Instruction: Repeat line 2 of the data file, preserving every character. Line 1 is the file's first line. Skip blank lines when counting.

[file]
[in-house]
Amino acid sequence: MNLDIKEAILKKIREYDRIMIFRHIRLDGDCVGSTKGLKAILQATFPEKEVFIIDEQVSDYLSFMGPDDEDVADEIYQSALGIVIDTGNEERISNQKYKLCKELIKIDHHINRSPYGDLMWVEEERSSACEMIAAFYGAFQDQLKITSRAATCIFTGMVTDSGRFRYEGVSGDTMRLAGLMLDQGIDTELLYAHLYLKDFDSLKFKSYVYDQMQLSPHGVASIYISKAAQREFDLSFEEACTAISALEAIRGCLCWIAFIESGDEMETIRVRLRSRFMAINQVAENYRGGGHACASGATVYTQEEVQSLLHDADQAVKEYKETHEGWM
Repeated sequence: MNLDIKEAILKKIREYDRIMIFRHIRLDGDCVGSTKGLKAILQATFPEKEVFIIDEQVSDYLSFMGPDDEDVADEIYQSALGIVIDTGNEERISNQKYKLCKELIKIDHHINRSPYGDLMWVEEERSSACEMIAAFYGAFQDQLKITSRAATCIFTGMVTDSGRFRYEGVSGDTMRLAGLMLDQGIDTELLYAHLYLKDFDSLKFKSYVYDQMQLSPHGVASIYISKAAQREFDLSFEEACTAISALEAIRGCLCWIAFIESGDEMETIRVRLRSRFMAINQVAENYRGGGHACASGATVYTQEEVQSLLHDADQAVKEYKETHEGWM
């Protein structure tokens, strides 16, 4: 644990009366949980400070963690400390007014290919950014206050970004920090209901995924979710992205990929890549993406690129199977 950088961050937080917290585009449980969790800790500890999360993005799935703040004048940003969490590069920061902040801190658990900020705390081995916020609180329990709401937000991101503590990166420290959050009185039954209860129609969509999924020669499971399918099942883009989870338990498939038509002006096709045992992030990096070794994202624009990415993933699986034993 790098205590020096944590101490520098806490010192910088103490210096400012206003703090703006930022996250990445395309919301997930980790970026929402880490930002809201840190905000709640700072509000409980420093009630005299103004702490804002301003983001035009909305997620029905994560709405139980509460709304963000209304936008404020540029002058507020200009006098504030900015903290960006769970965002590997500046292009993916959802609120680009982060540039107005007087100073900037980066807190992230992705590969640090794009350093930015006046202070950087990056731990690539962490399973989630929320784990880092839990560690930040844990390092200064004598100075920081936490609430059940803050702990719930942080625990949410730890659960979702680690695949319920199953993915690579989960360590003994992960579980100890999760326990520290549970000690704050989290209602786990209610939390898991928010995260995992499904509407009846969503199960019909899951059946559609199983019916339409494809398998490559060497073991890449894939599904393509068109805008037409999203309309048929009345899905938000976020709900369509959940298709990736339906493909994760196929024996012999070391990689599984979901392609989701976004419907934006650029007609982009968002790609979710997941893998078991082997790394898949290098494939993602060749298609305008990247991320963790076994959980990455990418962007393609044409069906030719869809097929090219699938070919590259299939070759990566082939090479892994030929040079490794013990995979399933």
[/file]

Amino acid sequence: MNLDIKEAILKKIREYDRIMIFRHIRLDGDCVGSTKGLKAILQATFPEKEVFIIDEQVSDYLSFMGPDDEDVADEIYQSALGIVIDTGNEERISNQKYKLCKELIKIDHHINRSPYGDLMWVEEERSSACEMIAAFYGAFQDQLKITSRAATCIFTGMVTDSGRFRYEGVSGDTMRLAGLMLDQGIDTELLYAHLYLKDFDSLKFKSYVYDQMQLSPHGVASIYISKAAQREFDLSFEEACTAISALEAIRGCLCWIAFIESGDEMETIRVRLRSRFMAINQVAENYRGGGHACASGATVYTQEEVQSLLHDADQAVKEYKETHEGWM